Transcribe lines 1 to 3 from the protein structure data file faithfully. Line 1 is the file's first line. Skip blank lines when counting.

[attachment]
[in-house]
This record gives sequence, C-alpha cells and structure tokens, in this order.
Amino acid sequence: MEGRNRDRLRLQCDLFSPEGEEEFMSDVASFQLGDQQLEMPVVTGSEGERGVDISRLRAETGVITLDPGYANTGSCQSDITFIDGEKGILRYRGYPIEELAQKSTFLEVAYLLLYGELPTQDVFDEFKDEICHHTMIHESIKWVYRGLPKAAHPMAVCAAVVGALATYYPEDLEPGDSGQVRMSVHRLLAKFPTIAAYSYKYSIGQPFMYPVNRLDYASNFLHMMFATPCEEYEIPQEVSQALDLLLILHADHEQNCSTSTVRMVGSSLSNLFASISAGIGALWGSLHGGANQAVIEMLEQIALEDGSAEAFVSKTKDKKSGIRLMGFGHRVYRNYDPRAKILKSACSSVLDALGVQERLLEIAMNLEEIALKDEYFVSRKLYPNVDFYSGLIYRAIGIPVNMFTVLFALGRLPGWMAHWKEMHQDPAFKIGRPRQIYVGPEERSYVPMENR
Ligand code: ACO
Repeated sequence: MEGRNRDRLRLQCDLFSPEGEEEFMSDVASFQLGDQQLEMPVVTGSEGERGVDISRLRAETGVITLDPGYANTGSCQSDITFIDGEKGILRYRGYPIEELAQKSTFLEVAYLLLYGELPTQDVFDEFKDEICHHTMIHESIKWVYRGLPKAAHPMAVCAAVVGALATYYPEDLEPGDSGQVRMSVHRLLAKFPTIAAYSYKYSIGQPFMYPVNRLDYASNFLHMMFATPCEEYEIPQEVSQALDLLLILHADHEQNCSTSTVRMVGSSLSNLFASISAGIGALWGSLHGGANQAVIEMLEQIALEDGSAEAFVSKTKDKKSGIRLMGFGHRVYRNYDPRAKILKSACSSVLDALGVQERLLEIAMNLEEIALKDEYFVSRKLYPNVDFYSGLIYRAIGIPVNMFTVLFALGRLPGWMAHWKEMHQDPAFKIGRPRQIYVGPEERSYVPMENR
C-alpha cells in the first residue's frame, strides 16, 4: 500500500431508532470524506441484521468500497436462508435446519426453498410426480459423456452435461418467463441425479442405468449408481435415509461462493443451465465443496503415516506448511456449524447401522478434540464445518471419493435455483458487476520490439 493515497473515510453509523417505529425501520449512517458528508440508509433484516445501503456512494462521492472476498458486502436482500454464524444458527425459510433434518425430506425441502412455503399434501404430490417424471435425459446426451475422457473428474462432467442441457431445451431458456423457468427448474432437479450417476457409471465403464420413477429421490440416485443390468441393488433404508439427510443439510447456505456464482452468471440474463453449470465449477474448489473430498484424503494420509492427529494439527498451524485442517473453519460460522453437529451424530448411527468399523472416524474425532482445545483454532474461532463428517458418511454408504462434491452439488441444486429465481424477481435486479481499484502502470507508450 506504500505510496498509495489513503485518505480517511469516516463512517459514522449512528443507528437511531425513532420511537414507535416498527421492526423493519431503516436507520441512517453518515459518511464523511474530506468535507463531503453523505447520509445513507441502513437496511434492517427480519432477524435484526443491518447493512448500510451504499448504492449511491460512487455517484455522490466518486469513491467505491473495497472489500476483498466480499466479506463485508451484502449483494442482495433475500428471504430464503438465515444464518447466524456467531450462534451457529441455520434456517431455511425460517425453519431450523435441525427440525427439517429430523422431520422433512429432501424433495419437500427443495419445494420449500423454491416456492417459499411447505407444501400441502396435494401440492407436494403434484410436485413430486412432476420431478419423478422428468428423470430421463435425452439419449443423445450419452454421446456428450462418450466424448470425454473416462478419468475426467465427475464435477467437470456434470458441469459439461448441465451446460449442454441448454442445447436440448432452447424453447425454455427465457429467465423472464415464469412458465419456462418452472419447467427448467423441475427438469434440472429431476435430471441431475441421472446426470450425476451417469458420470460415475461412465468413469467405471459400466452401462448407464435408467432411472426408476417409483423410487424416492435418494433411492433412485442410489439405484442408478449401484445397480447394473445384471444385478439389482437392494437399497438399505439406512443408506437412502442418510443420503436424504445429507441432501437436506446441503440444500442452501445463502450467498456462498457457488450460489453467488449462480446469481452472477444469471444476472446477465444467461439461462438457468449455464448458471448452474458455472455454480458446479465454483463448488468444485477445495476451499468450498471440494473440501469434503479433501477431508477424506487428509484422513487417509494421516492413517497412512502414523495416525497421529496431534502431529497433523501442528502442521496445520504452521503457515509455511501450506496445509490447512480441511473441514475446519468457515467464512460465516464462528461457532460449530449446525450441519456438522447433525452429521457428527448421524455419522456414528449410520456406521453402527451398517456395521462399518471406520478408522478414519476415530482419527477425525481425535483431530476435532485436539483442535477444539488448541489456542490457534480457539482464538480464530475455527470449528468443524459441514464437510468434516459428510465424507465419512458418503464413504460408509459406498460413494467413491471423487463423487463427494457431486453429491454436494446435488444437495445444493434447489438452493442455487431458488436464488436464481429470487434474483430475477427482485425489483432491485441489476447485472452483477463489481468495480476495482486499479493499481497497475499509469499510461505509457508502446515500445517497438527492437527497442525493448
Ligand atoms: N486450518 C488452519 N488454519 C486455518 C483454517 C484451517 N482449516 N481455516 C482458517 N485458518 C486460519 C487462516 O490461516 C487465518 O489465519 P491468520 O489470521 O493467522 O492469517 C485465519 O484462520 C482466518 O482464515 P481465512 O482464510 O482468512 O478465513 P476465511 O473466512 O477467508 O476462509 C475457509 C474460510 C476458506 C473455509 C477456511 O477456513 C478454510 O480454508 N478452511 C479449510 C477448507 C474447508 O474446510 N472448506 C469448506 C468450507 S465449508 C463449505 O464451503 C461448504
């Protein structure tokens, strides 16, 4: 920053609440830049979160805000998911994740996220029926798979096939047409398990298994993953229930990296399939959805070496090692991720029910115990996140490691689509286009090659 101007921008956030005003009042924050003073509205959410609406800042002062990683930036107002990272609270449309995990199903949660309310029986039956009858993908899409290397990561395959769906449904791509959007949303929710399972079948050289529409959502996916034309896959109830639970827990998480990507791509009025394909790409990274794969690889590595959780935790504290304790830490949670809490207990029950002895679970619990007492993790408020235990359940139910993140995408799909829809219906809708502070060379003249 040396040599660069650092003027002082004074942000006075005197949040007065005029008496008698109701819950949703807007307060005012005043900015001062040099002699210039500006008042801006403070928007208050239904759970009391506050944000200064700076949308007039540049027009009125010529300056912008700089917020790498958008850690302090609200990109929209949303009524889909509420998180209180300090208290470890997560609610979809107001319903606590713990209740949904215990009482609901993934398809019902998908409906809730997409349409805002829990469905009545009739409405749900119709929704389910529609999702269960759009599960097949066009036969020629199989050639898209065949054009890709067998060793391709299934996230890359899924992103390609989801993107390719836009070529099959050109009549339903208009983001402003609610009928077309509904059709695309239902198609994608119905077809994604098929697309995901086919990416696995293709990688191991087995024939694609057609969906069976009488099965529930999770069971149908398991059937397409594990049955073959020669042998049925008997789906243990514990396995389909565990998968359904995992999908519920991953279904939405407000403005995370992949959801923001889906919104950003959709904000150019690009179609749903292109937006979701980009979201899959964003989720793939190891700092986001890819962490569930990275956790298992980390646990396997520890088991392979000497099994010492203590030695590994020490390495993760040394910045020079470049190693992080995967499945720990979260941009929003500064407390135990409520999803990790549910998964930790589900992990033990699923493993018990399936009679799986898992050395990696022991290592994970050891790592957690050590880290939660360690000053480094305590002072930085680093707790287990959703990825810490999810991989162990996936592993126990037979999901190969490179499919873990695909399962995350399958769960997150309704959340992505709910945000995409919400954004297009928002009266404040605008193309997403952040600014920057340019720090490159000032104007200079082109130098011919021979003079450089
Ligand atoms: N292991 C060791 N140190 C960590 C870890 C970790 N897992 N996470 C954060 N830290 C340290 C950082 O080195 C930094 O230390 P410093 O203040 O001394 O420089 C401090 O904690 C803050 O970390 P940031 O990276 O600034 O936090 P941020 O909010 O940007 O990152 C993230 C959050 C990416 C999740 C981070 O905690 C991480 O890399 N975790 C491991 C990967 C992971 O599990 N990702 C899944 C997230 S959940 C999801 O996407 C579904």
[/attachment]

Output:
[in-house]
This record gives sequence, C-alpha cells and structure tokens, in this order.
Amino acid sequence: MEGRNRDRLRLQCDLFSPEGEEEFMSDVASFQLGDQQLEMPVVTGSEGERGVDISRLRAETGVITLDPGYANTGSCQSDITFIDGEKGILRYRGYPIEELAQKSTFLEVAYLLLYGELPTQDVFDEFKDEICHHTMIHESIKWVYRGLPKAAHPMAVCAAVVGALATYYPEDLEPGDSGQVRMSVHRLLAKFPTIAAYSYKYSIGQPFMYPVNRLDYASNFLHMMFATPCEEYEIPQEVSQALDLLLILHADHEQNCSTSTVRMVGSSLSNLFASISAGIGALWGSLHGGANQAVIEMLEQIALEDGSAEAFVSKTKDKKSGIRLMGFGHRVYRNYDPRAKILKSACSSVLDALGVQERLLEIAMNLEEIALKDEYFVSRKLYPNVDFYSGLIYRAIGIPVNMFTVLFALGRLPGWMAHWKEMHQDPAFKIGRPRQIYVGPEERSYVPMENR